How is a Scratch Test Performed?
A few simple steps must be followed for scratch testing to be effective. Firstly, the sample surfaces must be visually inspected to ensure it is clean and free from contaminants, as any impurities or damages can impact the test results. Additionally, the sample should be representative of the material or coating under evaluation.
Once the sample is prepared, select the appropriate scratch tester based on the desired test method and the material to be tested. Then, the tester needs to be set up correctly. This involves installing the chosen indenter on the testing equipment and calibrating it. Proper calibration ensures accurate and reliable measurements during the test.
The actual scratch test is performed by applying a constant force or progressively increasing the force on the indenter as it moves across the sample surface at a constant speed. This process is conducted until failure events happen, such as scratch tracks, which can be further analyzed to determine the material’s resistance to wear and abrasion.
To accurately assess the scratch resistance, experts must compare the results with reference measurements. Scratch testing is a comparative procedure that relies on benchmark data. By comparing the obtained results with those of similar materials or coatings, the relative scratch resistance of the sample can be determined.
Scratch Tests Parameters
Researchers can monitor different scratch parameters during the test, such as applied load, scratch length, and scratch speed, to further understand the material’s scratch resistance. This data helps determine the critical failure points and the material’s ability to withstand external forces.
Analyzing the Results
After the scratch test, the results need to be carefully examined. Using a high-resolution or scanning electron microscope, the scratch is observed to determine the force at which the first cracks formed or when the coating chipped off. Different damage patterns, such as fishbone-like cracks, moon-shaped damage, or large-area chipping, can provide valuable insights into the material’s behavior under stress.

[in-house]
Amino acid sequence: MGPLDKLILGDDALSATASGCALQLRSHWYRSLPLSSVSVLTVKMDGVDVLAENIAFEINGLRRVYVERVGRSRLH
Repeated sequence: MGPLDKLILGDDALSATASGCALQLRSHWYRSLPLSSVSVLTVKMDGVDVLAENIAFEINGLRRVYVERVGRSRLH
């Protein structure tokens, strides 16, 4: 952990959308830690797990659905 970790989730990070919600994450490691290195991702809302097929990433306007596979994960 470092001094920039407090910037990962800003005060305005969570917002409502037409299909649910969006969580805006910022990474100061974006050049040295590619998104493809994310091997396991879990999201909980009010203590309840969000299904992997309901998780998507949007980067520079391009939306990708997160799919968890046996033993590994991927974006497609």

In addition to the primary analysis, it may be necessary to evaluate additional parameters depending on the scratch tester being used. Some instruments can measure tangential force and acoustic emissions, and these parameters provide additional information about the material’s performance under stress, offering a more comprehensive understanding of its behavior.
It is important to note that various factors, including coating thickness, substrate mechanical properties, and test conditions, can influence scratch resistance tests. By following these steps and guidelines, scratch resistance tests can provide valuable insights into the durability and performance of coatings and materials. These tests enable manufacturers to make informed decisions, improve product quality, and develop more resilient coatings that meet the demands of real-world applications.
Scratch Resistance Tests with Alemnis
Alemnis provides leading micro-and nanomechanical property measurement instruments that support scientists in breakthrough academic research in materials science.
One of the key solutions we offer is the Alemnis Standard Assembly (ASA), a modular indentation platform for use in-situ, ex situ, in synchrotron, and with micro CT. The ASA can be used with any scanning electron microscope to test for creep, fracture toughness, stress relaxation, and scratch testing to support your advanced mechanical testing requirements.
The ASA is most commonly used for scratch testing inside a scanning electron microscope, as it allows for real-time observation of the scratch and a deeper understanding of scratch deformation phenomena. The ASA can be used to perform scratch testing on coated sheets, paper, and hard coatings.